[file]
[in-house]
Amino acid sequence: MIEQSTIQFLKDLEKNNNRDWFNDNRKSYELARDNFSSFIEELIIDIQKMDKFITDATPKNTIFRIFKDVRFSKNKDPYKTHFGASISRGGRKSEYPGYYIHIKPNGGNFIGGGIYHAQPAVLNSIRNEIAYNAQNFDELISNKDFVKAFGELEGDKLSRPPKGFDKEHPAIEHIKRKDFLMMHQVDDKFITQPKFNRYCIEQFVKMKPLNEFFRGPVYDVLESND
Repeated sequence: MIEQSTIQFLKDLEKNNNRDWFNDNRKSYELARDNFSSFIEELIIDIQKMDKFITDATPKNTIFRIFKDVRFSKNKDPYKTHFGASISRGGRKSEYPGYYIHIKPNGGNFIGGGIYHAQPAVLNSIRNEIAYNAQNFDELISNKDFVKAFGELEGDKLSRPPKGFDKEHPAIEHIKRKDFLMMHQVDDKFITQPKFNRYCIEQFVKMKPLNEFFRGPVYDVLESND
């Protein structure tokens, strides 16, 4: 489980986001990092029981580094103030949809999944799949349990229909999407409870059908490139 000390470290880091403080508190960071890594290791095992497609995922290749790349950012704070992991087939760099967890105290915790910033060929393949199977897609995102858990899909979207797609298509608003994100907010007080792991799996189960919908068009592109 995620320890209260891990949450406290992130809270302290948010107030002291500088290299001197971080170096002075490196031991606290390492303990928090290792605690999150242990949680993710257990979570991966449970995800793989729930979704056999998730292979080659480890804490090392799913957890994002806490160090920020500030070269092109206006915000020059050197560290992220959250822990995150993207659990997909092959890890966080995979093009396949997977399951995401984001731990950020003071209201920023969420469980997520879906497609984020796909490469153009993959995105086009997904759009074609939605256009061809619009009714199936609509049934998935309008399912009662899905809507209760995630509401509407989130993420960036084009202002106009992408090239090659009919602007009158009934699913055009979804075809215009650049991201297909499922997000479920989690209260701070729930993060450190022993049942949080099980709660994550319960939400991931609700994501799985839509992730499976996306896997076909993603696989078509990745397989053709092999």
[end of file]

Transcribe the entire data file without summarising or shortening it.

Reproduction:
[in-house]
Amino acid sequence: MIEQSTIQFLKDLEKNNNRDWFNDNRKSYELARDNFSSFIEELIIDIQKMDKFITDATPKNTIFRIFKDVRFSKNKDPYKTHFGASISRGGRKSEYPGYYIHIKPNGGNFIGGGIYHAQPAVLNSIRNEIAYNAQNFDELISNKDFVKAFGELEGDKLSRPPKGFDKEHPAIEHIKRKDFLMMHQVDDKFITQPKFNRYCIEQFVKMKPLNEFFRGPVYDVLESND
Repeated sequence: MIEQSTIQFLKDLEKNNNRDWFNDNRKSYELARDNFSSFIEELIIDIQKMDKFITDATPKNTIFRIFKDVRFSKNKDPYKTHFGASISRGGRKSEYPGYYIHIKPNGGNFIGGGIYHAQPAVLNSIRNEIAYNAQNFDELISNKDFVKAFGELEGDKLSRPPKGFDKEHPAIEHIKRKDFLMMHQVDDKFITQPKFNRYCIEQFVKMKPLNEFFRGPVYDVLESND
């Protein structure tokens, strides 16, 4: 489980986001990092029981580094103030949809999944799949349990229909999407409870059908490139 000390470290880091403080508190960071890594290791095992497609995922290749790349950012704070992991087939760099967890105290915790910033060929393949199977897609995102858990899909979207797609298509608003994100907010007080792991799996189960919908068009592109 995620320890209260891990949450406290992130809270302290948010107030002291500088290299001197971080170096002075490196031991606290390492303990928090290792605690999150242990949680993710257990979570991966449970995800793989729930979704056999998730292979080659480890804490090392799913957890994002806490160090920020500030070269092109206006915000020059050197560290992220959250822990995150993207659990997909092959890890966080995979093009396949997977399951995401984001731990950020003071209201920023969420469980997520879906497609984020796909490469153009993959995105086009997904759009074609939605256009061809619009009714199936609509049934998935309008399912009662899905809507209760995630509401509407989130993420960036084009202002106009992408090239090659009919602007009158009934699913055009979804075809215009650049991201297909499922997000479920989690209260701070729930993060450190022993049942949080099980709660994550319960939400991931609700994501799985839509992730499976996306896997076909993603696989078509990745397989053709092999």